But two 5 loss [sic] seasons later, the Gamecocks are about where they were when Spurrier started: a decent SEC team with the ability to rear up and bite any team who takes them lightly.
This is almost too far removed from reality to believe. First of all, the Gamecocks' records in the three years before Spurrier came were 5-7, 5-7 and 6-5. So far, his teams are 7-5, 8-5 and 3-1.
The only two season since 1994 better than Spurrier's first two in South Carolina were Holtz's second and third season. In both years, the Gamecocks had an easier conference slate than Spurrier faced in 2005 and 2006.
In neither season did Holtz beat an SEC team that finished the season with a better record than South Carolina; Spurrier did when his squad defeated Florida in the Swamp in 2005. Three times in Holtz's best seasons, his team lost to SEC teams with a worse record than the Gamecocks -- something that Spurrier has not yet done.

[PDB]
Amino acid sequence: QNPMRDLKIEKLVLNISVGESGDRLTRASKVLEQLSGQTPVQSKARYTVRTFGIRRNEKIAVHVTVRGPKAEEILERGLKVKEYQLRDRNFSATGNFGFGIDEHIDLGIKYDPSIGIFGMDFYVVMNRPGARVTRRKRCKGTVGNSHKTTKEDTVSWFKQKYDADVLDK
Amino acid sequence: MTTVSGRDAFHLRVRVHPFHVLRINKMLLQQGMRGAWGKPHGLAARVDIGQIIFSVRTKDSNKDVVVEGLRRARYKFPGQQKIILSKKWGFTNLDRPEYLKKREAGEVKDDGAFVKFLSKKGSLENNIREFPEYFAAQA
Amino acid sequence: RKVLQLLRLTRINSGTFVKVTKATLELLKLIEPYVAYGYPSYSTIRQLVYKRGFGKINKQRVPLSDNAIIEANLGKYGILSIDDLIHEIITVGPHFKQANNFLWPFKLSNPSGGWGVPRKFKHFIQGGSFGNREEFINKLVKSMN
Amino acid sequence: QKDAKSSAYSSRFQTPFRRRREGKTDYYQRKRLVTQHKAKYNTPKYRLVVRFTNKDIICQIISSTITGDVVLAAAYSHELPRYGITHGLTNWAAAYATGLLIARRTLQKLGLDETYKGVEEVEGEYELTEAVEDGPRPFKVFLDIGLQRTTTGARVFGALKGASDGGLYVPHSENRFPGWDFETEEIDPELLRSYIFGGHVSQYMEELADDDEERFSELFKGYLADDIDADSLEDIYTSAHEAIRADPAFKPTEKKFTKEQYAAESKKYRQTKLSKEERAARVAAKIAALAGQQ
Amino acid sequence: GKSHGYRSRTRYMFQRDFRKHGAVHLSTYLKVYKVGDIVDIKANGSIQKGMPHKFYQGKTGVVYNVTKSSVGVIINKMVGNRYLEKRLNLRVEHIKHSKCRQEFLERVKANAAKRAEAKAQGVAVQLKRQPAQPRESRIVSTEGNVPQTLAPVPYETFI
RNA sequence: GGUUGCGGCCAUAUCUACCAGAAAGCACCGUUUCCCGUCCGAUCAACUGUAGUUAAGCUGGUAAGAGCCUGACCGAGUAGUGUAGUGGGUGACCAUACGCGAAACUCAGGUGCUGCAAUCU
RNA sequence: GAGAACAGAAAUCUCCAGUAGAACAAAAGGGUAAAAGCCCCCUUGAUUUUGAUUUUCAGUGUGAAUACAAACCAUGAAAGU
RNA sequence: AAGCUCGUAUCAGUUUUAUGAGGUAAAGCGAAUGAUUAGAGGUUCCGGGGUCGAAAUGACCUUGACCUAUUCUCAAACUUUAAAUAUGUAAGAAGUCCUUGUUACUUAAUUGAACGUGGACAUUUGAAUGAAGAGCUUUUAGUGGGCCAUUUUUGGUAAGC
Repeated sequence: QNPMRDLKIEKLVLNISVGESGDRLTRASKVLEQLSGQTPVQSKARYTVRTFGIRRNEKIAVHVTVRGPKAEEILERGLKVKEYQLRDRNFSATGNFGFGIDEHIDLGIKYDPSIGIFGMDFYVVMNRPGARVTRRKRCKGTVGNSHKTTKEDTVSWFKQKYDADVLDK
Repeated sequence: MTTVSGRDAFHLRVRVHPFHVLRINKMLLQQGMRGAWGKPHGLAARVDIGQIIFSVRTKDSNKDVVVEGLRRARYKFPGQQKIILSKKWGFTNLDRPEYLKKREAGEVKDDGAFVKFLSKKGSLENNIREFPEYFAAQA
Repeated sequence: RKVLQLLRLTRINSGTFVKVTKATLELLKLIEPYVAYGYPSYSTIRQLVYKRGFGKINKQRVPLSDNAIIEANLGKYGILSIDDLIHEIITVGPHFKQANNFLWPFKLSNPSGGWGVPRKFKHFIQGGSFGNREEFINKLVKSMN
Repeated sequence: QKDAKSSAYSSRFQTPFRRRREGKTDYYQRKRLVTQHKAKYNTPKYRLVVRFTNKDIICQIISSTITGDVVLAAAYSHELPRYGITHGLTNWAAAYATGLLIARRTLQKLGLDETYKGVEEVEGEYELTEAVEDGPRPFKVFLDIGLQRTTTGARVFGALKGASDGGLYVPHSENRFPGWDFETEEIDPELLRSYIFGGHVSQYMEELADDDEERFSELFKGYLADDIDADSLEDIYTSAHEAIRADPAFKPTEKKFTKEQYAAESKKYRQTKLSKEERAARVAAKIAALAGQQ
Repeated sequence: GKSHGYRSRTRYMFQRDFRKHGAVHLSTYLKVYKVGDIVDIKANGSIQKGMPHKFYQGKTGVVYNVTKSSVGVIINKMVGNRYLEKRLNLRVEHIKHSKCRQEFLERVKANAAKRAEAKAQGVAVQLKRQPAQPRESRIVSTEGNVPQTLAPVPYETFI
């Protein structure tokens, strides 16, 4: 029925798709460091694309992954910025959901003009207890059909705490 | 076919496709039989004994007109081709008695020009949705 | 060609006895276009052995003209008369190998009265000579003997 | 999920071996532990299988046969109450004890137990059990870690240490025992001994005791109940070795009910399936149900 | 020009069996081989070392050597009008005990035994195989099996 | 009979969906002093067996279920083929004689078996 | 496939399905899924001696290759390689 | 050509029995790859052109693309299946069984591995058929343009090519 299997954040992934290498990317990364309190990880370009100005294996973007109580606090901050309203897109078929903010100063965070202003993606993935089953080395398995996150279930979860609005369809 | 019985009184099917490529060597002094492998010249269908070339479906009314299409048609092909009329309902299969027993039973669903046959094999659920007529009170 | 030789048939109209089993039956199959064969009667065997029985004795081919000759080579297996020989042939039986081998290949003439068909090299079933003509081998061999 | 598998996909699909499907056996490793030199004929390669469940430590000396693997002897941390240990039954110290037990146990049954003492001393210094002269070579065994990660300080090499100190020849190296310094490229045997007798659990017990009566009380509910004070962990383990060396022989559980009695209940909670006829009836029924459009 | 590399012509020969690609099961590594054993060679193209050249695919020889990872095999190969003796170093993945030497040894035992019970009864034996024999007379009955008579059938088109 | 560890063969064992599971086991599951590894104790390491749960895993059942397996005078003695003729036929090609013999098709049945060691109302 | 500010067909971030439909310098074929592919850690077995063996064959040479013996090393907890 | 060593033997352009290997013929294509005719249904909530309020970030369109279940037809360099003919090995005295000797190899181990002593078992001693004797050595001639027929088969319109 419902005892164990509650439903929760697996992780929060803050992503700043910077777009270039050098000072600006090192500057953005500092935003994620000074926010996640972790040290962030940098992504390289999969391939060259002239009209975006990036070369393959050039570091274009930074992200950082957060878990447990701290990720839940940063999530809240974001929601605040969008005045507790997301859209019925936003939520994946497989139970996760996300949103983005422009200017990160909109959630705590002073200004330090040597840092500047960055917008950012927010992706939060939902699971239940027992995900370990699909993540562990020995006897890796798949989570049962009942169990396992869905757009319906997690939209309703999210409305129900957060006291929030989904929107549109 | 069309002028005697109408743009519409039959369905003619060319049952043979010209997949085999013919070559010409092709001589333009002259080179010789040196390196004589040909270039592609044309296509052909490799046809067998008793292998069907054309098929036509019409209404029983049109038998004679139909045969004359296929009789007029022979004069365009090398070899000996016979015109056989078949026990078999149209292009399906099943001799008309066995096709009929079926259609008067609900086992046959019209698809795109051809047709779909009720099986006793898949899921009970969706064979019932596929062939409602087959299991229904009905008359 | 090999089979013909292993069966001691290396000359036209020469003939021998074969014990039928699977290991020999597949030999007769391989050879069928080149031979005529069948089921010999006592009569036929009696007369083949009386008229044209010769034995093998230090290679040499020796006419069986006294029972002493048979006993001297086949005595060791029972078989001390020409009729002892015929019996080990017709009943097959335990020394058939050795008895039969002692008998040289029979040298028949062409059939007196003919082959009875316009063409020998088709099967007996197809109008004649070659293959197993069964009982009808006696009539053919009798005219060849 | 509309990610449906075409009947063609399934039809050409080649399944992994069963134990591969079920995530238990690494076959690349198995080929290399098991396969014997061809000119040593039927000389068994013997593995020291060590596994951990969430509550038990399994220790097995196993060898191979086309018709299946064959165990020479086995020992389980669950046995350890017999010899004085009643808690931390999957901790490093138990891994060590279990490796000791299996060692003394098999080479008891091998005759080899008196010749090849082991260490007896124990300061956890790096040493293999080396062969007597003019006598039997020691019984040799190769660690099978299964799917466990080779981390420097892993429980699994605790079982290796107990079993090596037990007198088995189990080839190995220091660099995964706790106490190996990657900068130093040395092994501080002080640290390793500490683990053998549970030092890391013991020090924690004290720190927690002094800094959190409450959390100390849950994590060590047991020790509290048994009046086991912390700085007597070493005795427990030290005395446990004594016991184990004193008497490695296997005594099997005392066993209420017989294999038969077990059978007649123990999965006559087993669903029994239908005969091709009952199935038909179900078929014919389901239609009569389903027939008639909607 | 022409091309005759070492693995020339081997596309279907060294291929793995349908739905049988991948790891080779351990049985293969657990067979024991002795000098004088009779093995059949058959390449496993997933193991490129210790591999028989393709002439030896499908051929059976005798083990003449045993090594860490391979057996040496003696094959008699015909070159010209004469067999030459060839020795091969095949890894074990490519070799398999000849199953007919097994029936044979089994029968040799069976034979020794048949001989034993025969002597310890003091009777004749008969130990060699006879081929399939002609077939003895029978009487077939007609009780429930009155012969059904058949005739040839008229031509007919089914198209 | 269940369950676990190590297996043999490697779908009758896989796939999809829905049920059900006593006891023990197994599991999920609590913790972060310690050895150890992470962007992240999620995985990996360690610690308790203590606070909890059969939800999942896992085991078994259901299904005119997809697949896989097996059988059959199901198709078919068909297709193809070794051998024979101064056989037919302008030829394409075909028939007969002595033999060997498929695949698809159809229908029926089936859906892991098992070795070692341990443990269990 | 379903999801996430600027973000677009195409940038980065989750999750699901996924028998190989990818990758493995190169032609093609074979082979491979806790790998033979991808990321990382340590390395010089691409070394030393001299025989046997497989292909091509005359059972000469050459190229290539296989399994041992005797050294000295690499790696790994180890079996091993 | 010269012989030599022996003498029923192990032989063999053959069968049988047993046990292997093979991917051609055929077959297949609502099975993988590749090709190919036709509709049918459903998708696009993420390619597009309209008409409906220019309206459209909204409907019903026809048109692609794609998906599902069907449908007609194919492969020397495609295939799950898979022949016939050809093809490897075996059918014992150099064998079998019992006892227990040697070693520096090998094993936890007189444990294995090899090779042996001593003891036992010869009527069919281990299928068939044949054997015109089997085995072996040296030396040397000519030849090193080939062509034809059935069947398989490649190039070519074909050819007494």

Before Spurrier, the Gamecocks had not defeated Florida since Franklin Roosevelt was president; Head Ball Coach did it in his first year. South Carolina had not beaten Tennessee in 13 years; again, Spurrier did it in Year One.
So, no, the Gamecocks were not, pre-Spurrier, "a decent SEC team with the ability to rear up and bite any team who takes them lightly." They were anything but; if, at the end of the season, you ended up with a better record than the Gamecocks, you beat them.
They played mediocre football for all but two of the six years Holtz was in Columbia. Anyone who has actually watched the team knows they play better football than they ever did under Holtz.
The Gamecocks' outing at LSU proved that they aren't competitive at the highest level.